Operators in the real estate sector in Uganda have expressed optimism, belief and faith in the industry that they say has been hit hard by the ongoing COVID19 pandemic.
They say that with the economy opening up after the global lockdown, businesses will normalize and players in the sector will be able to make some money and in return offer clients their money’s worth.
This and more were some of the issues that were discussed during a Victoria University webinar held under the theme ‘investment in real estate in the post COVID era’. The mid-morning webinar was broadcast live on Victoria University Facebook and YouTube pages.
Jude Rugasira Kyanda, the Knight Frank Uganda managing director, speaking at the webinar hosted by Victoria University said the real estate sector in the last 20 years has been growing leaps and bounds.
This, she said, has been facilitated by the government infrastructure projects like roads across the country. However, this growth has been put in check by the COVID19 pandemic which shut down economies’ the world over.
Prabhat Mishra, the Crane Management Services general manager, explained that the pandemic came and hit the real estate sector in ways they didn’t expect. “Very many people didn’t know about the pandemic; they didn’t know how they were going to be affected,”
At the time, especially from March when President Yoweri Museveni put the country under lockdown, many landlords and property dealers lost tenants and couldn’t sell properties. Patrick Bitature, Simba Group of Companies chairman, was one of them.
“We had a few tenants leaving our property or give parts of the properties back to us; some requested for rent reduction which we gave to them. We had pressure from employees to reopen the hotel they wanted to be sure that they still had their jobs,” Bitature revealed.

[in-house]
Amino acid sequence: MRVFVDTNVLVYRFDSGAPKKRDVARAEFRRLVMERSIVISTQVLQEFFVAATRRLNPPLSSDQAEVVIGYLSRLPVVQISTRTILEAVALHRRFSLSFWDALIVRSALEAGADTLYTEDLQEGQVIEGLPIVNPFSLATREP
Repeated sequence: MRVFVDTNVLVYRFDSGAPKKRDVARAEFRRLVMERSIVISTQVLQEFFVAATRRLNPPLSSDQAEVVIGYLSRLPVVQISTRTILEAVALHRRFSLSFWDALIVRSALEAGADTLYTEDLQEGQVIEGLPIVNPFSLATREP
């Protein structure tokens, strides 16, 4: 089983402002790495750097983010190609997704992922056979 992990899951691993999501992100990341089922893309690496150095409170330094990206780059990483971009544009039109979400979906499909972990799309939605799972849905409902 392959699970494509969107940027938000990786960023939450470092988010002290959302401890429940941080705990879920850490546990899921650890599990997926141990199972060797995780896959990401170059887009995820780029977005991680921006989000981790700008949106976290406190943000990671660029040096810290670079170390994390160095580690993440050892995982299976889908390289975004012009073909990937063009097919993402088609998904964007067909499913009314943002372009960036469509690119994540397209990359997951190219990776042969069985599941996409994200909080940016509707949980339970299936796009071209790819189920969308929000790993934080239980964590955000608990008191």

But amidst this disarray, hope reigns. Mishra of Crane Management Services notes that COVID19 might stay for a long time but life has to continue. This means learning to live with the virus and devise ways both landlords and tenants can stay in business.
For Crane Management Services that has over 2000 tenants, a strategy had to be drawn. “We sat down and laid out a strategy. First priority was the life of our tenants, we told them to follow the standard operating procedures (SOPs) – we told them how to stay alive.
“And when the lockdown opened up, we engaged them again. We told them how to stay in business. We gave them a payment plan which they were comfortable with. Yes, we got a big hit, many left but new ones came,” Mishra said.
But despite the pitfalls that came with COVID19, Rugasira is optimistic that the real estate sector will rediscover itself and they will make money. “The real estate business will always remain attractive to invest in, the future is still bright. I would encourage anyone intending to invest in real estate to fast-track what they are doing.
“We have seen a lot of SMEs struggling. Many businesses that rely on day to day interactions with people, with walk-in clients, struggled and now they are looking for rent concessions; some have had to wind down because they didn’t have the cash flow to sustain their businesses. But we have learnt to be frugal and watch our cash flows. This period has presented us with an opportunity for people to revisit their business plans, spending and their overheads.
The increasing population, rural-urban migration provides the market with a steady demand for housing units. At the moment, according to Rugasira, 80% of Ugandans need houses and shelter. This, she says, presents the sector with a huge potential for players to invest and make money.
Dr. Chris Baryomunsi, state minister for housing, said the government has in the recent years provided the legislative reforms need to facilitate the sector to grow. He said the real estate sector is recruitive and will bounce back from the gallows of COVID19 pandemic.